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Topsail Island.  December, 2012.  Photo by joanneleon.

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Topsail Island.  December, 2012.  Photo by joanneleon.




Beach Fossils - Clash The Truth



News and Opinion


Hat tip to joe shikspack and his Evening Blues diary last night for some of the news excerpts below.  

New Documents Reveal: DHS spying on Peaceful Demonstrations and Activists

Government documents obtained by the Partnership for Civil Justice Fund (PCJF) through its FOIA records requests reveal that the Department of Homeland Security (DHS), an agency created after the September 11 attacks under the rubric of combating terrorism, conducts daily monitoring of peaceful, lawful protests as a matter of policy.

Functioning as a secret political police force against people participating in lawful, peaceful free speech activity, the heavily redacted documents show that the DHS “Threat Management Division” directed Regional Intelligence Analysts to provide a “Daily Intelligence Briefing” that includes a category of reporting on “Peaceful Activist Demonstrations” along with “Domestic Terrorist Activity.” (p. 68)

The PCJF has obtained thousands of pages of documents pursuant to its Freedom of Information Act demands and made them available for public viewing. The newly obtained  documents show coordination and intelligence monitoring by the DHS, the FBI, the NYPD and other law enforcement agencies of “Occupy-type” protests.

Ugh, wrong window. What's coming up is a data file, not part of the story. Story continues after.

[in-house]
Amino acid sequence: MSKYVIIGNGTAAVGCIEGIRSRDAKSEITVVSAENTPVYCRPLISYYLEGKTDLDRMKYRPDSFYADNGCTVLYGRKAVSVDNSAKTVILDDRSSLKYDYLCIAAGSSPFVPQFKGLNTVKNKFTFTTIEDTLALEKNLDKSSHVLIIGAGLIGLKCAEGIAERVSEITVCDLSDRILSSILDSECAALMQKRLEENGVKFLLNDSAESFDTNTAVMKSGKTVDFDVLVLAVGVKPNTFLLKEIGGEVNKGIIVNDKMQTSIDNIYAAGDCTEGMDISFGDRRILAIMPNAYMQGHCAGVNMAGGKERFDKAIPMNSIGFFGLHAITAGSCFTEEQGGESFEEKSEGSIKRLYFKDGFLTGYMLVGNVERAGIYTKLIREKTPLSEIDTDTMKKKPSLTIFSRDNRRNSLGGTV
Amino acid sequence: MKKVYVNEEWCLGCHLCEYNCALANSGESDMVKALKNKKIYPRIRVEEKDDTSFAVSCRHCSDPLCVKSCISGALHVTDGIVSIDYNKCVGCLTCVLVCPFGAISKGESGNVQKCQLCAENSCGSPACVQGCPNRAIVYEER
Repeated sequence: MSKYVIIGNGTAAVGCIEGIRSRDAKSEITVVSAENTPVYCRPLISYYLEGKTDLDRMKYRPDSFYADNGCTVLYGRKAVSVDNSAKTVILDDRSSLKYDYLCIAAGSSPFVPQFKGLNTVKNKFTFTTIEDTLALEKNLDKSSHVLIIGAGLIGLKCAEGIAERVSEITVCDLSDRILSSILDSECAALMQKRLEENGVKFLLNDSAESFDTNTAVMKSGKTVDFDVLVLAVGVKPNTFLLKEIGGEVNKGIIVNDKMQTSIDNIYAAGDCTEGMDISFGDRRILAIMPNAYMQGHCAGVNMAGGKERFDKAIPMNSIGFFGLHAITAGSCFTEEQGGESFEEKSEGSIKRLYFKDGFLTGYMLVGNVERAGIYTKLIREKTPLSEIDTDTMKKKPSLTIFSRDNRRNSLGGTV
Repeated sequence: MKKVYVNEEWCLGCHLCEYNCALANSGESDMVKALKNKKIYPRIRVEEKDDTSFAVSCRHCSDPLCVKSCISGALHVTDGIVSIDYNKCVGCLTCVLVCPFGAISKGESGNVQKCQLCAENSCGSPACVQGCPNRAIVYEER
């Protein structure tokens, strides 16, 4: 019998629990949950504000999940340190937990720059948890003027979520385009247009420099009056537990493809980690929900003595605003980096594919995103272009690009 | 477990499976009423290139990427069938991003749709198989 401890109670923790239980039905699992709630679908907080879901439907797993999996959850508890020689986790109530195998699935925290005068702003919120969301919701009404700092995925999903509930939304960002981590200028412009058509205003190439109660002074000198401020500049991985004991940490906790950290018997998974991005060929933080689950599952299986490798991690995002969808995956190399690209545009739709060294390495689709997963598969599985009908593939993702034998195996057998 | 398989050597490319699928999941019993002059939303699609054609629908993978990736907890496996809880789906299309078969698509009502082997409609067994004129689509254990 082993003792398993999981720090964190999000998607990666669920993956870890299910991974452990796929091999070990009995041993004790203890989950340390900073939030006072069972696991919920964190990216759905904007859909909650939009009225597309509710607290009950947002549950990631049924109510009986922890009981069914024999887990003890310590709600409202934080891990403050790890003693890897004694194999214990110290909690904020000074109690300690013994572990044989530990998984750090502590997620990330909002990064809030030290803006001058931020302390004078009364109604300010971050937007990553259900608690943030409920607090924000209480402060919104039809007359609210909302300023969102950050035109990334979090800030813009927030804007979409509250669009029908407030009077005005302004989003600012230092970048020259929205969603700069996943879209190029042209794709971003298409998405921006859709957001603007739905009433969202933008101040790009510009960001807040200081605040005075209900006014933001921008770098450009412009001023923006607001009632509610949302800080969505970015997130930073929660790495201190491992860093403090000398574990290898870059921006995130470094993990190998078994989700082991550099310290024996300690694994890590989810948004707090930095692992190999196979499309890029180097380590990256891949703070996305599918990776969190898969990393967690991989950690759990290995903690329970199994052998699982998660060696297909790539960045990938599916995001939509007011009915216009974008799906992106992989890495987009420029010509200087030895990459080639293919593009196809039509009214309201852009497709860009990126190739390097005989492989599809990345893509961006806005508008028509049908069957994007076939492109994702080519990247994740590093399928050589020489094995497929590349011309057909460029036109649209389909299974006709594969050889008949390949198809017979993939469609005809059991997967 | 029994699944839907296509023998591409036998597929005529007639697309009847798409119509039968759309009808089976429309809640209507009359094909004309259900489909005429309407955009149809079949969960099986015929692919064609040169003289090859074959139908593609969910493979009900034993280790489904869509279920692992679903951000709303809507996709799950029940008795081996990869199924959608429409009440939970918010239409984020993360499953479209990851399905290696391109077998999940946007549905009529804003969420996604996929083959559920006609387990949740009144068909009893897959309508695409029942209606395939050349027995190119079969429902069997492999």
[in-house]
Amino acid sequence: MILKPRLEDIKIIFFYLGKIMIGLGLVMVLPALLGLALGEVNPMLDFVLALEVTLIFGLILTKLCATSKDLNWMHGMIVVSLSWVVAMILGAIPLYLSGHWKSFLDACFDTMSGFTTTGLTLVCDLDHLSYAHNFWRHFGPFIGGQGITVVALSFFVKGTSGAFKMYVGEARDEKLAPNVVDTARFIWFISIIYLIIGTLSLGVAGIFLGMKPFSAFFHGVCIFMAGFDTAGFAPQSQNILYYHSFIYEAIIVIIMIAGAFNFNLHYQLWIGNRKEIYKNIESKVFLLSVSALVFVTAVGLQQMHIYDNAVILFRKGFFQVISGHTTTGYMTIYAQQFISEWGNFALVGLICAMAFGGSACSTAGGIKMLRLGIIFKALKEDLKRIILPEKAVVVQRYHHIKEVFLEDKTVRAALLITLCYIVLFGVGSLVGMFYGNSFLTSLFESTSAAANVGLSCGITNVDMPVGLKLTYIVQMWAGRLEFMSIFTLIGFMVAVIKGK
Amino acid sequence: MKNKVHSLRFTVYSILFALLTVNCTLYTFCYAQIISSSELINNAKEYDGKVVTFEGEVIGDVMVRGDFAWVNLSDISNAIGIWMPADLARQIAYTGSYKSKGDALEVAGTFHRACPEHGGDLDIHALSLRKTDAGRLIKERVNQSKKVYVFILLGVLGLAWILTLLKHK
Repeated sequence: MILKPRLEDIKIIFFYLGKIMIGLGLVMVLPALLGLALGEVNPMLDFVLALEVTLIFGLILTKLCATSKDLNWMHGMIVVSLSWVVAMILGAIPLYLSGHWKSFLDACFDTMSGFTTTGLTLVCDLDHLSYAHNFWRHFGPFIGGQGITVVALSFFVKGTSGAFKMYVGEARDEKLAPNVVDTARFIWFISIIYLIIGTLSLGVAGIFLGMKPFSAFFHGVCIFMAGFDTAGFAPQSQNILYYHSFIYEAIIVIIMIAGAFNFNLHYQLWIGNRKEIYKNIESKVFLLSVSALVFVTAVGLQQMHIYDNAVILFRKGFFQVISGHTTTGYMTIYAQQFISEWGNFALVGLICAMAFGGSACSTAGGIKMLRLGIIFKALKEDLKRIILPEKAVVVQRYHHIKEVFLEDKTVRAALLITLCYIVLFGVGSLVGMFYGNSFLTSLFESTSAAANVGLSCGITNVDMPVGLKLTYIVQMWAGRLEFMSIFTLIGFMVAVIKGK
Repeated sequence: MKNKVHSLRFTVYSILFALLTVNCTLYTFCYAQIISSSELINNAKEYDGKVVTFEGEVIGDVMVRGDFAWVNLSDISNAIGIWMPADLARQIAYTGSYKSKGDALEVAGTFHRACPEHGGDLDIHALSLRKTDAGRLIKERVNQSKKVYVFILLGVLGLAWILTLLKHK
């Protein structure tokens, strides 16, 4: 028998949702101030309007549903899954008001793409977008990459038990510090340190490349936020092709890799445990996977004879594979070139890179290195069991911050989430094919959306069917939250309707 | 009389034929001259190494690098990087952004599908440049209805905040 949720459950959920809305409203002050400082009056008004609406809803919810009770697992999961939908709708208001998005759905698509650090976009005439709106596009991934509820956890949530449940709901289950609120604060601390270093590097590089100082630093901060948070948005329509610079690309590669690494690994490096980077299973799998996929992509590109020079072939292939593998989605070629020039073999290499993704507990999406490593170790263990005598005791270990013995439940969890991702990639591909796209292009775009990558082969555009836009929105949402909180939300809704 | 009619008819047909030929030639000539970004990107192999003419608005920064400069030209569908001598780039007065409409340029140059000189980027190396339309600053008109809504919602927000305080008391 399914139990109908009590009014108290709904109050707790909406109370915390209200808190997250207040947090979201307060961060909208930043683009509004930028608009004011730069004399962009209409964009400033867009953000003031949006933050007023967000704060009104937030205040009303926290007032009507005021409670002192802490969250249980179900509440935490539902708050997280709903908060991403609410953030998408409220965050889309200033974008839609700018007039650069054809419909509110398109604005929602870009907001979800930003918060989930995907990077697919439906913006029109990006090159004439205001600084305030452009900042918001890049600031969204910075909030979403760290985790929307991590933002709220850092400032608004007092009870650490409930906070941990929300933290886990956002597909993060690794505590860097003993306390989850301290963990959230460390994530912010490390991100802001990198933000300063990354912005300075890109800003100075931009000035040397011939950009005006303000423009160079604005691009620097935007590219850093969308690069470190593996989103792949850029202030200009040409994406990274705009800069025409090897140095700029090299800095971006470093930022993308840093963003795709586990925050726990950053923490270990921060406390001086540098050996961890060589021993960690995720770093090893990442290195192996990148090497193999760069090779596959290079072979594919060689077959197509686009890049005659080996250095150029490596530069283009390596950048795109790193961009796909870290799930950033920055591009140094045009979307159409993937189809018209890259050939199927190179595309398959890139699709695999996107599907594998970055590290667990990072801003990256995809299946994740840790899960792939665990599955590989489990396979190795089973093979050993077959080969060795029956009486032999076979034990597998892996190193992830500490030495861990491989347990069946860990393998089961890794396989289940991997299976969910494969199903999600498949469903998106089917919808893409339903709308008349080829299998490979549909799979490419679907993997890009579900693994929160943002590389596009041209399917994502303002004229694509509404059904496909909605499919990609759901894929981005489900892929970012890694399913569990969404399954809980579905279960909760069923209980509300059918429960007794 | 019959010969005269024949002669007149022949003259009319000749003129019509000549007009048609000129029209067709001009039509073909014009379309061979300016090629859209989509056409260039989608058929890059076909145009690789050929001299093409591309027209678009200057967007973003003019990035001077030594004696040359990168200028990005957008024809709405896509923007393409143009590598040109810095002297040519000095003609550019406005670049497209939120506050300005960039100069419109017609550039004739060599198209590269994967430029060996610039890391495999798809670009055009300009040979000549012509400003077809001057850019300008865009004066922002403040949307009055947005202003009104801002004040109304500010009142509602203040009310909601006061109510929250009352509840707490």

The documents show the routine use of Fusion Centers for intelligence gathering on peaceful demonstrations as well as the use of DHS’ “Mega Centers” for collection of surveillance information on demonstrations.

Spy vs. Soldier: The CIA may lose a power it never legally had

The Obama administration may remove the CIA from armed drone operations, according to recent reports—a signal that it now believes the CIA should not be involved in what its new director, John Brennan, called "paramilitary" operations. If the administration does restrict the CIA, it will also be the first major limitation on the drone program—a program Obama has greatly expanded since taking office. It does little to explain, however, how, contrary to international law, the CIA got involved in the business of killing in the first place.